January 29, Sunday

REPOSTToday’s Spiritual Food for Thought, provided by Cami King, now a friend of AMI, was first posted on December 20, 2015.  Cami served faithfully as a staff at several AMI churches in the past.

Spiritual Food for Thought for the Weekend

“The God Who Sees”

Hosea 5:1-4

Hear this, O priests!Give heed, O house of Israel!Listen, O house of the king!For the judgment applies to you,For you have been a snare at MizpahAnd a net spread out on Tabor.2 The revolters have gone deep in depravity,but I will chastise all of them.3 I know Ephraim, and Israel is not hidden from Me;for now, O Ephraim, you have played the harlot, Israel has defiled itself. 4 Their deeds will not allow them to return to their God. For a spirit of harlotry is within them, and they do not know the Lord.

One of my favorite descriptions of God in Scripture is “the God who sees” (Gen.16:13). Hagar says this of the Lord when she felt hopeless in the face of Sarah’s harsh treatment; and God found her and cared for her. Abraham said something similar of the Lord when He provided a ram to be the replacement sacrifice for his son Isaac on Mount Sinai. There is great comfort for the people of God in knowing that He is neither deaf, dumb, nor blind – He sees all and knows all – and regardless of what circumstances suggest, He is not only present, but also active in our lives. 

Yet the comfort of God’s all-seeing eyes can quickly turn sour when we find ourselves wandering off the straight and narrow path. This reminds me of the new Christmas craze “the elf on a shelf”—a small toy in the shape of an elf with video capacity allowing parents to see what kids are up to when parents leave the room. The elf is placed in the room and kids are told that they better be good, because the elf is watching and will be reporting back to Santa. Any excitement from knowing that Santa will reward for all the nice things they’ve done turns into something quite different when kids give into the temptation to be naughty. For many kids, the elf has quickly become a scary thing.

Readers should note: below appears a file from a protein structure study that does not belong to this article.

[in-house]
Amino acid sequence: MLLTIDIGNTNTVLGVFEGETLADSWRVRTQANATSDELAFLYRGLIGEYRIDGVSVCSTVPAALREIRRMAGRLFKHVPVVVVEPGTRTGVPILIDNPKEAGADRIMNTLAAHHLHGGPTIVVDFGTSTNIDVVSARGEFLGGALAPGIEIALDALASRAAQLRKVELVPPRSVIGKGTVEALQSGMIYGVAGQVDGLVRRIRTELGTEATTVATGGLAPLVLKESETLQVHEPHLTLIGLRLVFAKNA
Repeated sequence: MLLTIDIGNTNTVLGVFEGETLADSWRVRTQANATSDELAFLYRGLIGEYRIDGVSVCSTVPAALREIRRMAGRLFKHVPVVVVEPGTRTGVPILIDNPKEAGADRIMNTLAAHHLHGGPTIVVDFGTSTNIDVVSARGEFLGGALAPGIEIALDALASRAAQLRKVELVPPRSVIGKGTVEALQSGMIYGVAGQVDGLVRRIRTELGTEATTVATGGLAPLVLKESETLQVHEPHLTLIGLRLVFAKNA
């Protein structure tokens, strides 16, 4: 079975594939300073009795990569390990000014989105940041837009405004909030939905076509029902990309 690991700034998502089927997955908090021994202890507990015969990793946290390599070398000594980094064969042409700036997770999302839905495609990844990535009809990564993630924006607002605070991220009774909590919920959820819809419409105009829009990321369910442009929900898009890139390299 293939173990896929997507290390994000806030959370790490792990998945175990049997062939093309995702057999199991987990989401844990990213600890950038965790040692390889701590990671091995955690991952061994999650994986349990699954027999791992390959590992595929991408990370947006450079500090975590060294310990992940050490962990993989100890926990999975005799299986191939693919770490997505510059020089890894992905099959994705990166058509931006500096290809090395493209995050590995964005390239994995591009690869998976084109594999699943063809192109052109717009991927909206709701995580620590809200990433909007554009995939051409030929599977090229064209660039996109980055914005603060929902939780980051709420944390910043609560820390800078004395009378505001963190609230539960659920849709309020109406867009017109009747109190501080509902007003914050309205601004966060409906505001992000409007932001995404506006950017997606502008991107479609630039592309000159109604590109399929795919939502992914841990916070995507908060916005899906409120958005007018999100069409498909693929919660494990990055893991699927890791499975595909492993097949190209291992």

In our passage for today, the Lord reminds His people that He is indeed a God who sees. He sees all and knows all, even when they’ve turned away from Him. Just because they’ve forgotten about God, doesn’t mean He’s forgotten about them. This is a fearsome truth for anyone who (like all of us) has ever found themselves in sin. But much like we find in the story of Hagar and of Abraham, God is a God who not only sees, but who also moves on behalf of His people. Even when they go astray, He moves on their behalf in judgment of their sin (as we’ve been reading in Hosea) towards the end of their ultimate redemption (if they would but turn to Him). 

Apologist Ravi Zacharias puts it this way: “God’s sovereignty is not tyrannical when it is bounded by goodness. God’s holiness is not tortuous when it is tempered by grace. God’s omniscience is not daunting when it is coupled with mercy. And God’s immutability is far from stifling when it is certain of good will.” May we take comfort in knowing that even when we go astray, our God is a God who sees and knows. He will not leave us in our sin, but will come for us, judge our sin, and redeem us. What a faithful God we serve!  

Prayer: Almighty God, thank you for Your faithfulness to me. Even in the times when I wish You weren’t mindful of me and want to live my own way, You continue to watch over me and provide for me. Thank you for Your loving judgment of my sin and for Your willingness to redeem me from it. 

Bible Reading for Today: Nehemiah 5

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